A ruling of a foreign judge invalidating a contract and finding its own jurisdiction therefore had no impact on the arbitral tribunal's jurisdiction.(22) By examining the contract's arbitration clause – the validity of which was not disputed(23) – the Court was satisfied that the tribunal had validly upheld its jurisdiction.(24)
France is a rare jurisdiction where legislation and supporting jurisprudence permits the enforcement of an award set aside at the seat. Often, even in pro-arbitration jurisdictions, such as the United Kingdom or the Netherlands, the court seized with a request to enforce will ordinarily respect a foreign judgment setting aside an arbitral award, unless that decision is found to be contrary to basic principles of honesty, natural justice, due process or domestic public policy.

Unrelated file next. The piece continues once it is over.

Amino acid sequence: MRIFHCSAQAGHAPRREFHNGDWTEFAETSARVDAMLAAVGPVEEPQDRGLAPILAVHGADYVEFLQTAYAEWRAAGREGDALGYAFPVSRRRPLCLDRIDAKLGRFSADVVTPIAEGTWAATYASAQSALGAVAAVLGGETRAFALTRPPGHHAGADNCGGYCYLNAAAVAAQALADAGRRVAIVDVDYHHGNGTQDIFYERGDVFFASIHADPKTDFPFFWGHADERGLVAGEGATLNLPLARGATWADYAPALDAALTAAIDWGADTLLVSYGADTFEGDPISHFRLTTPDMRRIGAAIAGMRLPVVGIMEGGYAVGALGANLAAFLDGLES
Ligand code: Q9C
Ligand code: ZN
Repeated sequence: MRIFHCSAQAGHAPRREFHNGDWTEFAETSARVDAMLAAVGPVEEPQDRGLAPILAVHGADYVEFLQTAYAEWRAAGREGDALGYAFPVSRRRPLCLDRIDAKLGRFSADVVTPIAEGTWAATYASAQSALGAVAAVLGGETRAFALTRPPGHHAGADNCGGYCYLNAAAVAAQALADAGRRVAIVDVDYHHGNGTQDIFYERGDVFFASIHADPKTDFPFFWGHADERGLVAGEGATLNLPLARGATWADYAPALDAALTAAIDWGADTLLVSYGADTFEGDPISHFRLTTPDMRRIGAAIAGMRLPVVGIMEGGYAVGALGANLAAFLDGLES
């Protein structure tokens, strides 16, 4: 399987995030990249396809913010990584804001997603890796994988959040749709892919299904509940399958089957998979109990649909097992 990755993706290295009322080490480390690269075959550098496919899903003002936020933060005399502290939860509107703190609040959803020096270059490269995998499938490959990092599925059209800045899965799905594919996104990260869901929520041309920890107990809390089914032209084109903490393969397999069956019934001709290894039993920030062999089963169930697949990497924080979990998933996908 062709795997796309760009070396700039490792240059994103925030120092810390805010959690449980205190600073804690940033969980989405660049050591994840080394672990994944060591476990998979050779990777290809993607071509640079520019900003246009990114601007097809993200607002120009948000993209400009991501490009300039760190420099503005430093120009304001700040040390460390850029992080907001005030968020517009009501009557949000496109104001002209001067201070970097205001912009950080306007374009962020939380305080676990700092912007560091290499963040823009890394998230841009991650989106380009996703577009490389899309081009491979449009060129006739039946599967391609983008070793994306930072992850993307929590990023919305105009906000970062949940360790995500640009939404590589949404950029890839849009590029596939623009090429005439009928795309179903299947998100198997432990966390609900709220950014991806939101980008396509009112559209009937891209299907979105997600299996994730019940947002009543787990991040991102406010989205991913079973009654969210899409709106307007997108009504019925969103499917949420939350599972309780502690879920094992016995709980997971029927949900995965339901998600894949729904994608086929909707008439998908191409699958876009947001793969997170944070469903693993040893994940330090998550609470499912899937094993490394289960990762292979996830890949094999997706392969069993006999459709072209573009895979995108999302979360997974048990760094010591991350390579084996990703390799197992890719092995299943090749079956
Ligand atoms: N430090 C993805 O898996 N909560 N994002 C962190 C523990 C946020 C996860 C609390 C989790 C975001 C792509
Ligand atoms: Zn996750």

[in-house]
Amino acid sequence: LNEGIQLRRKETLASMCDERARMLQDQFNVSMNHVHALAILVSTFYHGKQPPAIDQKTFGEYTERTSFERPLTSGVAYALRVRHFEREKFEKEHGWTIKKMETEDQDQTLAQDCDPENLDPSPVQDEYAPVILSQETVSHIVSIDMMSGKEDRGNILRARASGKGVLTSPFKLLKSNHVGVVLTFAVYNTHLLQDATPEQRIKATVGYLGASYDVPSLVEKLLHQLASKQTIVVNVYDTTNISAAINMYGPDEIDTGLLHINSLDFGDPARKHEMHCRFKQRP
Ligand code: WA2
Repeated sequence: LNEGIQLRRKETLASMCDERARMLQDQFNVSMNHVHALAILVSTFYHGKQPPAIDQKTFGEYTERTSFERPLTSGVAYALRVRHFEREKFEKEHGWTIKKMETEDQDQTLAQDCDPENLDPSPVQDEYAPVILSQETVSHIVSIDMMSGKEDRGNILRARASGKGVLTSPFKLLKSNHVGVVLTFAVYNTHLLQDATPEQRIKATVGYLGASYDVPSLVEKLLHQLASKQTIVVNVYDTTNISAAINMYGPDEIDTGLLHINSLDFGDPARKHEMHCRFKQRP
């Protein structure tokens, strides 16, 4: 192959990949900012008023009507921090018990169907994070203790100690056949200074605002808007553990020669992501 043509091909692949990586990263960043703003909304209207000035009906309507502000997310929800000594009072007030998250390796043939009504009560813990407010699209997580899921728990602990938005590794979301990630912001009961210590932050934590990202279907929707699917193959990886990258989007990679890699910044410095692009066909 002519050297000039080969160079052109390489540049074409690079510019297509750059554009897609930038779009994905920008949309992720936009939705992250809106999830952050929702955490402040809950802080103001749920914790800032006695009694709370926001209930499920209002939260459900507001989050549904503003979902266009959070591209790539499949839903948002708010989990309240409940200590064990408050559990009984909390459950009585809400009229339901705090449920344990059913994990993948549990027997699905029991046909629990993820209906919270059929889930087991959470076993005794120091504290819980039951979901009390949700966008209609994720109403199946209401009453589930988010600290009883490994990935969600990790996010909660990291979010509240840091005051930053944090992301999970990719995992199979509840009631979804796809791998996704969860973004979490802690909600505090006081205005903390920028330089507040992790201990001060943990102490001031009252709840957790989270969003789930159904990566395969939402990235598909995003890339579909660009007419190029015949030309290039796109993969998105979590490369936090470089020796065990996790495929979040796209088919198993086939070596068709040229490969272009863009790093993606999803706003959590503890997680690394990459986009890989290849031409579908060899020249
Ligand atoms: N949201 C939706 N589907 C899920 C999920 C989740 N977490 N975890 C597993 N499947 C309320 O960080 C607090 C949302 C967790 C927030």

This case confirms France's long-standing favourable approach towards enforcement of foreign awards and its attractiveness as a place where enforcement of a foreign award, set aside at the seat, can be successfully sought.
For further information on this topic please contact Christophe Seraglini or Ketevan Betaneli at Freshfields Bruckhaus Deringer via email ([email protected] or [email protected]). The Freshfields Bruckhaus Deringer LLP website can be accessed at www.freshfields.com.
Valentine Gaignard, trainee, assisted in the preparation of this article.
(1) "Paris Court enforces ICC awards against Benin, despite set-aside at seat", 14 January 2022 (available here); see also, Paris Court of Appeal, 11 January 2022, No. 20/17923, République du Bénin v Société Générale de Surveillance SA (SGS) (judgment), paragraphs 6, 12 (available here).